You may be an awesome rider on the track, a good off-roader and quick through traffic. But can you ride as well with a pillion? Here are a few tips to better your skills.
You may be decked up like Rossi, but what is your pillion wearing?
As per the law, a helmet is the safety gear mandatory for a pillion. But go the extra mile and make sure she/he is wearing a jacket, gloves and boots. It’s just another way of showing your care and concern
The art of asking
Has it ever happened to you, that you have lost balance on your bike when a pillion has tried to get on or off the bike?
I have and it is embarrassing. So make sure your pillion asks you before clambering on or off the bike. Or better still, you can tell the pillion to get on and off the bike once you have firmly placed your feet on the ground and secured the bike.
You have your hand firmly gripped onto the handlebar, cushioning yourself from all the jerks. But unfortunately, each time you brake you pillion pushes you forward, squashing your b***s against the tank. And when you accelerate, their knees almost knock your head off.
So ask your pillion to always hold on to you or the bike’s grab rail if it has one. This will help prevent the pillion from sliding up and down the seat.
I have had this happen to me all the time. A pillion rider thinks that each time you put your feet on the ground, it is their lookout to balance themselves. That’s not true.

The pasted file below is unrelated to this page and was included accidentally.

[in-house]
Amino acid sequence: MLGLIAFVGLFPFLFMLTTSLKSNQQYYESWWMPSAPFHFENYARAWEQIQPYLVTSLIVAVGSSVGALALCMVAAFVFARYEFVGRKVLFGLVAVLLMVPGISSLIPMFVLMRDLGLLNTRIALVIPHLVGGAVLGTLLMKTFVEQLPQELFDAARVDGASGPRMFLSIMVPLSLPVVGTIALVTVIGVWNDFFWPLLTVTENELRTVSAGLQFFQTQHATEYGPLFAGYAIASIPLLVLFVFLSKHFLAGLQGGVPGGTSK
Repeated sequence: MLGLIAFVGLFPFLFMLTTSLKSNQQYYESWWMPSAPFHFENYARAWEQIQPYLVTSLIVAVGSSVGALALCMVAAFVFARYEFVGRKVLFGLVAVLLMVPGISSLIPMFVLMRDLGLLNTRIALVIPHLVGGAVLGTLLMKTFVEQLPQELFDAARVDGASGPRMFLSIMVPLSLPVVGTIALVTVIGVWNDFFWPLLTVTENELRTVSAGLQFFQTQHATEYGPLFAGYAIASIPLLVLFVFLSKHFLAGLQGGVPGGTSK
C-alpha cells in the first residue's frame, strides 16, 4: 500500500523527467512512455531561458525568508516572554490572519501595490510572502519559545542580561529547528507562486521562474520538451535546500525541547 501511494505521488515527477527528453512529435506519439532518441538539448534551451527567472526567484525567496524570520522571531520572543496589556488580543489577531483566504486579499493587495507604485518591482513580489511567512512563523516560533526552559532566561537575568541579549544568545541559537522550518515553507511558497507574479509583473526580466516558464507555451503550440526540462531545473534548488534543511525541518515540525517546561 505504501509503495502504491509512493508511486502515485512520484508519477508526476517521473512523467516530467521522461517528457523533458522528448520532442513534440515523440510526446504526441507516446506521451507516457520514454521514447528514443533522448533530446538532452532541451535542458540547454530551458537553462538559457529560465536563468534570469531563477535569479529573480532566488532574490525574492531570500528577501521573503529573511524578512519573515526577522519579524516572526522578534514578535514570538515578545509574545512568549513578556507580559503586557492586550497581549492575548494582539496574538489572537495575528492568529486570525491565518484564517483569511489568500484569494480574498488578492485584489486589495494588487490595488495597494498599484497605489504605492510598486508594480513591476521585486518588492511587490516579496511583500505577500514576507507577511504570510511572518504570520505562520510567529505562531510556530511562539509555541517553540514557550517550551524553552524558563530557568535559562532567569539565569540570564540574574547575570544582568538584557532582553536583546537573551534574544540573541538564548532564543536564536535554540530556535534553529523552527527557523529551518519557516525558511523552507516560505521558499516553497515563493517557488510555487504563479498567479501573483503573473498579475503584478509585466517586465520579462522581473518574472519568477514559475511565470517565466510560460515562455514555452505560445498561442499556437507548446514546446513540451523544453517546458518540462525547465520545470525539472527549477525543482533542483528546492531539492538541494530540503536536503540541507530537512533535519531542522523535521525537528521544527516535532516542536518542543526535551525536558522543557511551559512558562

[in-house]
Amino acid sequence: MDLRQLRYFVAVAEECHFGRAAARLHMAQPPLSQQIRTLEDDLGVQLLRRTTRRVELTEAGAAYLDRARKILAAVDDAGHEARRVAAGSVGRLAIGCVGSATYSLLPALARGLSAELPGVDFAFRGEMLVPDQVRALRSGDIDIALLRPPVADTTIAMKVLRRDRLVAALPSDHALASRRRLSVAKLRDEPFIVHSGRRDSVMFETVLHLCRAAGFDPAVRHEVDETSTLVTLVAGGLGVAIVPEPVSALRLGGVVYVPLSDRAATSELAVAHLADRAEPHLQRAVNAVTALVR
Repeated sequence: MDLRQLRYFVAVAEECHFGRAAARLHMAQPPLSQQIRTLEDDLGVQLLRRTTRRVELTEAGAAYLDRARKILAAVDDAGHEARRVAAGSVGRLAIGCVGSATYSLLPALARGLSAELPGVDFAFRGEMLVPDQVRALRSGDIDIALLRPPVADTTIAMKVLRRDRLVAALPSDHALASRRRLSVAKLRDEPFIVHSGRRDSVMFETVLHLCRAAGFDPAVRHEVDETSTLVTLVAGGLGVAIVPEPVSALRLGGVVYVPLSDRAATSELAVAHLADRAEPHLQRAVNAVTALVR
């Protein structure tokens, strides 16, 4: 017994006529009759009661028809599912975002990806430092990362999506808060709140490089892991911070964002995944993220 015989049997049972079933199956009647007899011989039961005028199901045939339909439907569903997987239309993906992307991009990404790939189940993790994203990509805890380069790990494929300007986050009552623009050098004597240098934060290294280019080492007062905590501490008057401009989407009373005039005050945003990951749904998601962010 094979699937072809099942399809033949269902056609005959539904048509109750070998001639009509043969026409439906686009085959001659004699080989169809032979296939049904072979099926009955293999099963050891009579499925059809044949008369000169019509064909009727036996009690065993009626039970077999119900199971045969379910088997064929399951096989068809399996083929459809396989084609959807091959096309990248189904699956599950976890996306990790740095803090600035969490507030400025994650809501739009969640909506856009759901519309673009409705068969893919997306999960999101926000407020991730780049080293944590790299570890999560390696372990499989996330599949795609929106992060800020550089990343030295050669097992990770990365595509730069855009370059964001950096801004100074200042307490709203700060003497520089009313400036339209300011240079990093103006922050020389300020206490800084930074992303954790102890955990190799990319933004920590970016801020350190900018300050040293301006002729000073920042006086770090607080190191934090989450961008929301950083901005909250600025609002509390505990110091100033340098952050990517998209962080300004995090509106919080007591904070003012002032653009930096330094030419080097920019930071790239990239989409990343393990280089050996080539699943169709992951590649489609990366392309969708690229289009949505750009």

Tell you pillion to keep their feet up at all times – you will do the balancing act. Pillions with their feet up will help riders balance the motorcycles better. It also safeguards the pillions from getting their feet caught in the wheel or getting injured by passing traffic.
As a solo rider, you may be able to scrape your elbows and knees on the tarmac, but cornering with a pillion is different.
Make sure you advise your pillion to lean with the bike and be as relaxed and calm as possible. As for you, do not try to show-off your cornering skills with a pillion — it scares the living daylights out of them.
While you are riding, make sure your pillion rider sits still and does not dance around on the bike.
A fidgety pillion distracts the rider and upsets the balance, especially at low speeds. So tell your pillion to sit as still as possible and avoid using hand gestures as it may also confuse the traffic behind you.
With a pillion rider on board, there a few things you must check before riding out to compensate for the extra weight.
The tyre pressure, suspension and drive chain have to be set accordingly for a smooth and comfortable ride.
Time to stop
With two people on board, the bike is heavier and will take a longer time to stop. So at all times you must keep sufficient braking distance, especially in wet and poor visibility conditions.
Also the bike may take a little longer to get up to speed so be careful while overtaking or else you will be sandwiched.
The pillion rider is your responsibility, so make sure you keep things smooth and easy. Do not let her get down with a headache, swearing never to sit behind you again.
There is no need to show-off your solo riding skills with a pillion. Get used to how the bike behaves with a pillion rider and make sure the pillion has a smooth and comfortable ride.